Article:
Health Benefits Unit

Flexible Spending Accounts

How do FSAs Work?

When you set aside pretax dollars from your payroll check in one or both of the FSA accounts and draw on the account for qualifying expenses (such as medical, vision, dental, over-the-counter drugs, dependent day care charges), you never pay federal, state, or Social Security tax on the money you set aside. Because of the tax benefits of the FSAs, the IRS places strict guidelines on them. One of the most important is the "Use-It-or-Lose-It" rule. If you have unused dollars in your account at the end of the year, you cannot roll them over to the next plan year, and they cannot be paid out to you. So you must plan carefully when deciding how much you want to contribute.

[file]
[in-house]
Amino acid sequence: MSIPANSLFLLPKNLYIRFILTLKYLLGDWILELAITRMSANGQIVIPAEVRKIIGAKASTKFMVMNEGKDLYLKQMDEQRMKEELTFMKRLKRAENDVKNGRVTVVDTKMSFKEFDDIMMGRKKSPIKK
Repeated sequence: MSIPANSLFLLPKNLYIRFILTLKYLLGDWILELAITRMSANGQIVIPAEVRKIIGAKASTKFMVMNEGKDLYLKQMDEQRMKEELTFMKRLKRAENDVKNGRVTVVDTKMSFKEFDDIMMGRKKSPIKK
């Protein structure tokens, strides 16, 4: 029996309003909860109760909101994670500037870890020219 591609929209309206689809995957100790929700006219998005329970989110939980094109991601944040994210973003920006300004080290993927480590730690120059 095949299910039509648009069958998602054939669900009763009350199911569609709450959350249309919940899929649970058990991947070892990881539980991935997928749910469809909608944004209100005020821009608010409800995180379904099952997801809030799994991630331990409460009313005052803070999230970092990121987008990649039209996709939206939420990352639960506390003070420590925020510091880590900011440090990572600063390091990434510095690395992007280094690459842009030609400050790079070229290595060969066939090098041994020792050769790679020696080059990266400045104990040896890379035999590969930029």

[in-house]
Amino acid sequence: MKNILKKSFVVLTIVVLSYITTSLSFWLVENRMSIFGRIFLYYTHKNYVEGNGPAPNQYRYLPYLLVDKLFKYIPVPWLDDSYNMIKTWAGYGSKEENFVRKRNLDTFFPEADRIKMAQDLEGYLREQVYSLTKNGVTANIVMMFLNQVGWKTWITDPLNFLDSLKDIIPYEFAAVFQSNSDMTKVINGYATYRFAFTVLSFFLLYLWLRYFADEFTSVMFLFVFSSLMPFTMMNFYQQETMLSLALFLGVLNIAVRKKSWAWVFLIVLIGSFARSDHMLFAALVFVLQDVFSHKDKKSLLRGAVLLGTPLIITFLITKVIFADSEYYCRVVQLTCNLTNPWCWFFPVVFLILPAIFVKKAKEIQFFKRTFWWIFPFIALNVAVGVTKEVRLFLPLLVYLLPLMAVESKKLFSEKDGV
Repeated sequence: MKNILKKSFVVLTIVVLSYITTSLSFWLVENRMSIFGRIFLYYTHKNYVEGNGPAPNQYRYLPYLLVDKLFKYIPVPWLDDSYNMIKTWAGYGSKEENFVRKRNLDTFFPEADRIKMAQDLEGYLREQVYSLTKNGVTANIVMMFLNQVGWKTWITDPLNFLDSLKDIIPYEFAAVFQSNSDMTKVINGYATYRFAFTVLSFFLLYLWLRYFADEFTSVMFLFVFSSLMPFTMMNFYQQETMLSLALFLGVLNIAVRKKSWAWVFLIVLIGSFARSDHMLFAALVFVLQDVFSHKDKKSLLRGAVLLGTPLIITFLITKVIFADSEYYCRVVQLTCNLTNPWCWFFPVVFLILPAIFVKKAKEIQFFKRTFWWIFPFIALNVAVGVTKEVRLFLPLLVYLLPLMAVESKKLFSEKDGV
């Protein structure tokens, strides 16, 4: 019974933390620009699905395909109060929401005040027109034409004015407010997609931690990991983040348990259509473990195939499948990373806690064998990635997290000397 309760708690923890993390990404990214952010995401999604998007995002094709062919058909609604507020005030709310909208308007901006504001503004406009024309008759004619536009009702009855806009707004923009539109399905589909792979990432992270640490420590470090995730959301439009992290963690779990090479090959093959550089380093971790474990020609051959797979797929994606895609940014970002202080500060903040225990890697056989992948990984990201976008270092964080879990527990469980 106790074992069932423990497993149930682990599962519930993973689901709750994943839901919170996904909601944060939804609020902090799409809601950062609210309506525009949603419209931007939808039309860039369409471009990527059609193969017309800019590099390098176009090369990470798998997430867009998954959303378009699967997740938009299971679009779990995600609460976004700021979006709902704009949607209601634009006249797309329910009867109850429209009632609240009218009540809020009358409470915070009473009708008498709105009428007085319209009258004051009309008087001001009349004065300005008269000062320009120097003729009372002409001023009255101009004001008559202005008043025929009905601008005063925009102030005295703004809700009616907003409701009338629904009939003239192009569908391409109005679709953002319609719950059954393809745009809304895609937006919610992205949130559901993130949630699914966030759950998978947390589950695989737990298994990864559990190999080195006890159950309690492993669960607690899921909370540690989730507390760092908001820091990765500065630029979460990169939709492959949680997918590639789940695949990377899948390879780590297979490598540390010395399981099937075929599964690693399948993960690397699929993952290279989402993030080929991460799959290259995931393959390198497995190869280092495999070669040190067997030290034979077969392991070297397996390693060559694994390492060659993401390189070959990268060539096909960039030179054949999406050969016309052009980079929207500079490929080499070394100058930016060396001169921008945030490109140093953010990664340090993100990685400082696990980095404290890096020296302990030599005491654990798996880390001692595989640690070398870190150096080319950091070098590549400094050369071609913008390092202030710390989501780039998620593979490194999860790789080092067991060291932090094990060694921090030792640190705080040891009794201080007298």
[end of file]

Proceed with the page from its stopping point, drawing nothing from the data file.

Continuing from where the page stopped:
Use the FSA calculator to estimate your FSA contribution and potential tax savings (link opens new tab or window).

Furthermore, you should consult your tax advisor to determine how your participation in an FSA affects your Federal income tax return.

What types of FSAs are offered?